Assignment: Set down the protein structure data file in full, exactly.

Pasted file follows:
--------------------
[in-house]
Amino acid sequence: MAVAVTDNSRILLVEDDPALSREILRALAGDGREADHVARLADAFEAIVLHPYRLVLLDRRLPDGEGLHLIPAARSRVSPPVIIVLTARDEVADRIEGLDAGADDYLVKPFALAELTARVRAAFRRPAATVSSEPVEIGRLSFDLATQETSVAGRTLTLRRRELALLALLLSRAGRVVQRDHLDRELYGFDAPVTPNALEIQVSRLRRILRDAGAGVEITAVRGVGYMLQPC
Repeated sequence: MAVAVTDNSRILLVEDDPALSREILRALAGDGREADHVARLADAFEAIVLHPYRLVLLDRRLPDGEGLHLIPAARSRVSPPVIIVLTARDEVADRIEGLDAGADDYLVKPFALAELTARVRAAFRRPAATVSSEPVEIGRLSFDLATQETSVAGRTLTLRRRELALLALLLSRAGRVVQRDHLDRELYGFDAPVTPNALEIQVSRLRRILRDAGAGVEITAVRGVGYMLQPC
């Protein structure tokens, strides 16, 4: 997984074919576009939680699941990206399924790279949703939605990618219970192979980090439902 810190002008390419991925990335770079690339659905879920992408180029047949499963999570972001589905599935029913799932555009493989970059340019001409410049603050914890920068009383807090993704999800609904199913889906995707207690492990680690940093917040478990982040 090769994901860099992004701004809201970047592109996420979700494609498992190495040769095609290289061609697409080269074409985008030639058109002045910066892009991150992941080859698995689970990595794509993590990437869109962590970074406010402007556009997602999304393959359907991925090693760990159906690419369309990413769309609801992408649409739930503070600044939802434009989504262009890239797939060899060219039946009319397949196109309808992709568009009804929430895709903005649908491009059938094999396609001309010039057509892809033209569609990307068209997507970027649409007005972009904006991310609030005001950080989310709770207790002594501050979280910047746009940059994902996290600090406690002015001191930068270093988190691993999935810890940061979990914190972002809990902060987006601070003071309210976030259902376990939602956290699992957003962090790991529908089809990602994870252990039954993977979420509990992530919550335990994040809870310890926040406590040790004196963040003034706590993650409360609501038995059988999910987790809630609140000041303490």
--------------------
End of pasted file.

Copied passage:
[in-house]
Amino acid sequence: MAVAVTDNSRILLVEDDPALSREILRALAGDGREADHVARLADAFEAIVLHPYRLVLLDRRLPDGEGLHLIPAARSRVSPPVIIVLTARDEVADRIEGLDAGADDYLVKPFALAELTARVRAAFRRPAATVSSEPVEIGRLSFDLATQETSVAGRTLTLRRRELALLALLLSRAGRVVQRDHLDRELYGFDAPVTPNALEIQVSRLRRILRDAGAGVEITAVRGVGYMLQPC
Repeated sequence: MAVAVTDNSRILLVEDDPALSREILRALAGDGREADHVARLADAFEAIVLHPYRLVLLDRRLPDGEGLHLIPAARSRVSPPVIIVLTARDEVADRIEGLDAGADDYLVKPFALAELTARVRAAFRRPAATVSSEPVEIGRLSFDLATQETSVAGRTLTLRRRELALLALLLSRAGRVVQRDHLDRELYGFDAPVTPNALEIQVSRLRRILRDAGAGVEITAVRGVGYMLQPC
């Protein structure tokens, strides 16, 4: 997984074919576009939680699941990206399924790279949703939605990618219970192979980090439902 810190002008390419991925990335770079690339659905879920992408180029047949499963999570972001589905599935029913799932555009493989970059340019001409410049603050914890920068009383807090993704999800609904199913889906995707207690492990680690940093917040478990982040 090769994901860099992004701004809201970047592109996420979700494609498992190495040769095609290289061609697409080269074409985008030639058109002045910066892009991150992941080859698995689970990595794509993590990437869109962590970074406010402007556009997602999304393959359907991925090693760990159906690419369309990413769309609801992408649409739930503070600044939802434009989504262009890239797939060899060219039946009319397949196109309808992709568009009804929430895709903005649908491009059938094999396609001309010039057509892809033209569609990307068209997507970027649409007005972009904006991310609030005001950080989310709770207790002594501050979280910047746009940059994902996290600090406690002015001191930068270093988190691993999935810890940061979990914190972002809990902060987006601070003071309210976030259902376990939602956290699992957003962090790991529908089809990602994870252990039954993977979420509990992530919550335990994040809870310890926040406590040790004196963040003034706590993650409360609501038995059988999910987790809630609140000041303490």